And then there was the space saving Murphy bed that we folded down. It was not firm enough, but I am sure better than the fold out couch. The pillows were decedent, but I wanted better than the two scratchy throws for blankets. Luckily with the heat cranked on full, warmth wasn’t an issue.
Noise was though. Each suite shared an entry way with another, and it wasn’t sound proofed. We could hear our neighbour’s comings and goings, as well as their louder conversations. Just like I am sure they could hear us playing video games into the wee hours and watching television to sleep to, to drown out their sounds.
The suite met our one night needs, though truth be told, I will spend more for a better experience and accommodations in the future. At least the washroom was clean, the towels were plentiful, the shower head had good pressure, and the hair dry plenty of heating power.
For dinner and breakfast the morning after, we would grab some premade food from the Fresh St. Market, at the heart of the village. A full rotisserie chicken, a hard and raw potato salad, and a cheesy sun dried tomato penne for sides. This was paired with plenty of tea, boiled water, and Gatorade to replace our spent liquid and electrolytes from today’s workout.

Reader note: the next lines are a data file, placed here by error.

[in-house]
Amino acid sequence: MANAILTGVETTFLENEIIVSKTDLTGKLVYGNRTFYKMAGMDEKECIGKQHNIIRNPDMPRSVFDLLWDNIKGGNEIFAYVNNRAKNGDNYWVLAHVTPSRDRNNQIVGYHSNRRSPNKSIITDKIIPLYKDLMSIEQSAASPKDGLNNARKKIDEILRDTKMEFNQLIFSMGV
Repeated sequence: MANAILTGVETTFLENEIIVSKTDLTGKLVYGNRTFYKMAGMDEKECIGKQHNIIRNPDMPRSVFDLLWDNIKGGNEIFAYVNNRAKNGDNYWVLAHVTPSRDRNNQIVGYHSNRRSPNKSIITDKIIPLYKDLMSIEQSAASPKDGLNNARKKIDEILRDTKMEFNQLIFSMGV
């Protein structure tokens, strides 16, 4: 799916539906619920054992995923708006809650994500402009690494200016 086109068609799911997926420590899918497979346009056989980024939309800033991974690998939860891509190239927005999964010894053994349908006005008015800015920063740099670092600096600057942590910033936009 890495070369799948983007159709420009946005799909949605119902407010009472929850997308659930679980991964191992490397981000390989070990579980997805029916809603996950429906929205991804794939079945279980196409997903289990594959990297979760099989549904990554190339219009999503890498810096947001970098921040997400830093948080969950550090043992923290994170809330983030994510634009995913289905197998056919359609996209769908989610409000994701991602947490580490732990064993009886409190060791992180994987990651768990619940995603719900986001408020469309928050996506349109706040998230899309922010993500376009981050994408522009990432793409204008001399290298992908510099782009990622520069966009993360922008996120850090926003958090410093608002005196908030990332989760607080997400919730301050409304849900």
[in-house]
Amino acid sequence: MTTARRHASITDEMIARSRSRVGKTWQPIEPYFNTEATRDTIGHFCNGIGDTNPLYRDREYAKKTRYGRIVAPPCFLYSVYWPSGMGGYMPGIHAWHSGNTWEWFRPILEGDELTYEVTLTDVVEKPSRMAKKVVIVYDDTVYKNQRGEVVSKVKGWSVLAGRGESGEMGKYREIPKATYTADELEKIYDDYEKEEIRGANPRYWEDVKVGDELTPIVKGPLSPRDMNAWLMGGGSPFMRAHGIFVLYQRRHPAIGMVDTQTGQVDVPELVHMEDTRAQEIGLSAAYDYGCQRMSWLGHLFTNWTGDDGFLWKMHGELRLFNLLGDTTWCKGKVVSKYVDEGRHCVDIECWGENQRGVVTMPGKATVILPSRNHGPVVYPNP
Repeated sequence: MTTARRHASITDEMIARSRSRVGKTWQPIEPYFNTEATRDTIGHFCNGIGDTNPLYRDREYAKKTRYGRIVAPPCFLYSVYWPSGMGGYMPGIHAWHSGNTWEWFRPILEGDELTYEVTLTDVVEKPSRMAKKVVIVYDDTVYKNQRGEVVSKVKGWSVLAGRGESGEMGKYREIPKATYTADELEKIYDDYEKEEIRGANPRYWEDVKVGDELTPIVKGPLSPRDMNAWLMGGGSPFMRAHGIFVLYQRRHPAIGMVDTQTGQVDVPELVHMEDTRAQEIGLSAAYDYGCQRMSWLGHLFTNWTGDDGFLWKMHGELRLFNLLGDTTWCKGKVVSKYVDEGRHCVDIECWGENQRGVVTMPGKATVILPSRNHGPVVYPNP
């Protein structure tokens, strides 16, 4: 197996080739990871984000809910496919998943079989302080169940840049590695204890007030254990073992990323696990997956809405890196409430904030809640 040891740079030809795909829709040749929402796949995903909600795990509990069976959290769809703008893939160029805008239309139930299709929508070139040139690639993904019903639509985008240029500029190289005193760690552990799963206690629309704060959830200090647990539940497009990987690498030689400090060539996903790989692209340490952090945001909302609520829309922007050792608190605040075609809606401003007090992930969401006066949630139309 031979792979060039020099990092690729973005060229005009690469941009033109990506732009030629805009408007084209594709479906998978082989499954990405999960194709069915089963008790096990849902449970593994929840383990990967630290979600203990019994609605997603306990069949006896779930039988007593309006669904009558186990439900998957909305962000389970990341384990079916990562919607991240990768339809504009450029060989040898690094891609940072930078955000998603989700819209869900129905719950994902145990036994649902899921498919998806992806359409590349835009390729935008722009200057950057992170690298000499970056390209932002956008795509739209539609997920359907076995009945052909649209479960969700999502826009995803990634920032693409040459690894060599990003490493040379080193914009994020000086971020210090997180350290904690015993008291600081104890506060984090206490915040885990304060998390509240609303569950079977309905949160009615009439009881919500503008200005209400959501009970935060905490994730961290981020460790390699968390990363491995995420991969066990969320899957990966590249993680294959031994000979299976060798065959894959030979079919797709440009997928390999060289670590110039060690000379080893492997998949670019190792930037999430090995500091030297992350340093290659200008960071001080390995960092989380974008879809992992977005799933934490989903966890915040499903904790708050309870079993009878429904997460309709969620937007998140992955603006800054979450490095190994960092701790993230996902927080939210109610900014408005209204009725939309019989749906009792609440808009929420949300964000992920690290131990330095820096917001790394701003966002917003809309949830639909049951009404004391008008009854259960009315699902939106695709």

For breakfast it was a ham and cheese sandwich with pickles, enjoyed with hotel brewed coffee, served with their cream powder and sugar.
Then it was time to check out and stop for provisions, for our drive back home. Pure bread is the local’s go-to for savoury and sweet pastries and bread, paired with a large hot chocolate with marshmallows. We grabbed a box of goodies that included a sundried tomato brioche, their nutty brownies, a cream filed cinnamon and sugar bun, and a lemon and pistachio frosted cake.
And so ended our quick getaway, with warm and safe drive home in the 2021 Nissan Rogue. Taking advantage of the empty roads and the clear skies, pulling over from time to time to take it all in. Sometimes you need to travel a little to appreciate what you have in the comfort of your own home. Thank you Nissan Canada for the great cruise.